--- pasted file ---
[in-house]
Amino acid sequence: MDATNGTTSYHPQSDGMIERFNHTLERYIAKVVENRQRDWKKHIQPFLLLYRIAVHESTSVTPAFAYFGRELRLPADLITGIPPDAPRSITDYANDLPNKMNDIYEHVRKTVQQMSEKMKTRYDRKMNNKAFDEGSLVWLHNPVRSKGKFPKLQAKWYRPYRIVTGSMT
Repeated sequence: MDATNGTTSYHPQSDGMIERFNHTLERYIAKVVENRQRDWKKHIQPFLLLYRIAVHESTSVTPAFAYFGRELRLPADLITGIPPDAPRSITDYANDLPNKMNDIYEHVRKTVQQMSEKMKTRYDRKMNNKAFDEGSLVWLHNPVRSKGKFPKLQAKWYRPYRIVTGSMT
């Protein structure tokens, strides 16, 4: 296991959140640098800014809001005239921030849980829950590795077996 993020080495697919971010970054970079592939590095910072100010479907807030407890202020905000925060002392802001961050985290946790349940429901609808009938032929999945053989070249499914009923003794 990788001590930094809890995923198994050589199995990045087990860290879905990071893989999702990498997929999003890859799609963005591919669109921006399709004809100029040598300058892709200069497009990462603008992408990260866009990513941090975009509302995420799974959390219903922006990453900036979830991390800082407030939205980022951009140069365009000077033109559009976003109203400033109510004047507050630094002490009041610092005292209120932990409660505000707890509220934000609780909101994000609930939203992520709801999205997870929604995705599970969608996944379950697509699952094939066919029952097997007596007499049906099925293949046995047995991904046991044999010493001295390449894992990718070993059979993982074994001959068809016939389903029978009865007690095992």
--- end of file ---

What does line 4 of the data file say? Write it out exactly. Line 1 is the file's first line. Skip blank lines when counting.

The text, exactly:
């Protein structure tokens, strides 16, 4: 296991959140640098800014809001005239921030849980829950590795077996 993020080495697919971010970054970079592939590095910072100010479907807030407890202020905000925060002392802001961050985290946790349940429901609808009938032929999945053989070249499914009923003794 990788001590930094809890995923198994050589199995990045087990860290879905990071893989999702990498997929999003890859799609963005591919669109921006399709004809100029040598300058892709200069497009990462603008992408990260866009990513941090975009509302995420799974959390219903922006990453900036979830991390800082407030939205980022951009140069365009000077033109559009976003109203400033109510004047507050630094002490009041610092005292209120932990409660505000707890509220934000609780909101994000609930939203992520709801999205997870929604995705599970969608996944379950697509699952094939066919029952097997007596007499049906099925293949046995047995991904046991044999010493001295390449894992990718070993059979993982074994001959068809016939389903029978009865007690095992």